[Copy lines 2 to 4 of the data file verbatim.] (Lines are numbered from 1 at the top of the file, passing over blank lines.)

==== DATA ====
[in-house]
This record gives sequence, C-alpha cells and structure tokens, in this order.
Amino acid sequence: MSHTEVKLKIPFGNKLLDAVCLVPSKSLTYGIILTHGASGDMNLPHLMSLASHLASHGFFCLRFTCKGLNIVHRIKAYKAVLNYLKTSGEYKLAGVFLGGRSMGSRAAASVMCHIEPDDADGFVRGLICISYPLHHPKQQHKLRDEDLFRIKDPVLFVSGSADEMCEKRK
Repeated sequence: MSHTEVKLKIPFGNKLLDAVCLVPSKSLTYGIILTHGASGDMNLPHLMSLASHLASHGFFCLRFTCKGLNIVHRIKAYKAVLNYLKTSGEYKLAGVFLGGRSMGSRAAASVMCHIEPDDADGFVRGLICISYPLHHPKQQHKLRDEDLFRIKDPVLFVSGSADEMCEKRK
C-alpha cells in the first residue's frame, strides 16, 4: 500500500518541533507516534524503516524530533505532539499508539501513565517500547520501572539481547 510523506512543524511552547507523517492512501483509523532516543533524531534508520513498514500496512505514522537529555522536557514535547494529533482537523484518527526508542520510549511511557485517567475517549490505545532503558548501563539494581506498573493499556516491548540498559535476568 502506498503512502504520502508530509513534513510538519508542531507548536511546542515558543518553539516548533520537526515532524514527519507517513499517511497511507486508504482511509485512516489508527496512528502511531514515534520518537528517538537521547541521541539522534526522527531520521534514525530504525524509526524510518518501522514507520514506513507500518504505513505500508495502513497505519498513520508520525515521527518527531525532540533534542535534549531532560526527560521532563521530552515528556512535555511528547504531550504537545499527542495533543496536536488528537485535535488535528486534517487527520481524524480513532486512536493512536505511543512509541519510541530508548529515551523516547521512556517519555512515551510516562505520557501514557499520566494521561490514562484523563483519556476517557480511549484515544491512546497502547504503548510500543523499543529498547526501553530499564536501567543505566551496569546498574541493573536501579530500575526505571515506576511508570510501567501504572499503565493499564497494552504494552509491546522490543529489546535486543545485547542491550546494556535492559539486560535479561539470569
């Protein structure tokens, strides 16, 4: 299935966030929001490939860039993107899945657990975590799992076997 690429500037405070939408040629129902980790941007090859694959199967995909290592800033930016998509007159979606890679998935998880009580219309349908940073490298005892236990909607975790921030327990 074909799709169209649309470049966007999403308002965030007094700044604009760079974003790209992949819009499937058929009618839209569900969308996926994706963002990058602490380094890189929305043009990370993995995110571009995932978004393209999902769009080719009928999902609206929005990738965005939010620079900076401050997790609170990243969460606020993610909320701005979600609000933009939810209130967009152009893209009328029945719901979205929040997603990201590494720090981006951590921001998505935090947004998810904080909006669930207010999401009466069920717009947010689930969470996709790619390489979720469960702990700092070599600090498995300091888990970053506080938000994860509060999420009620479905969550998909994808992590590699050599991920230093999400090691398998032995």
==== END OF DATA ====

This record gives sequence, C-alpha cells and structure tokens, in this order.
Amino acid sequence: MSHTEVKLKIPFGNKLLDAVCLVPSKSLTYGIILTHGASGDMNLPHLMSLASHLASHGFFCLRFTCKGLNIVHRIKAYKAVLNYLKTSGEYKLAGVFLGGRSMGSRAAASVMCHIEPDDADGFVRGLICISYPLHHPKQQHKLRDEDLFRIKDPVLFVSGSADEMCEKRK
Repeated sequence: MSHTEVKLKIPFGNKLLDAVCLVPSKSLTYGIILTHGASGDMNLPHLMSLASHLASHGFFCLRFTCKGLNIVHRIKAYKAVLNYLKTSGEYKLAGVFLGGRSMGSRAAASVMCHIEPDDADGFVRGLICISYPLHHPKQQHKLRDEDLFRIKDPVLFVSGSADEMCEKRK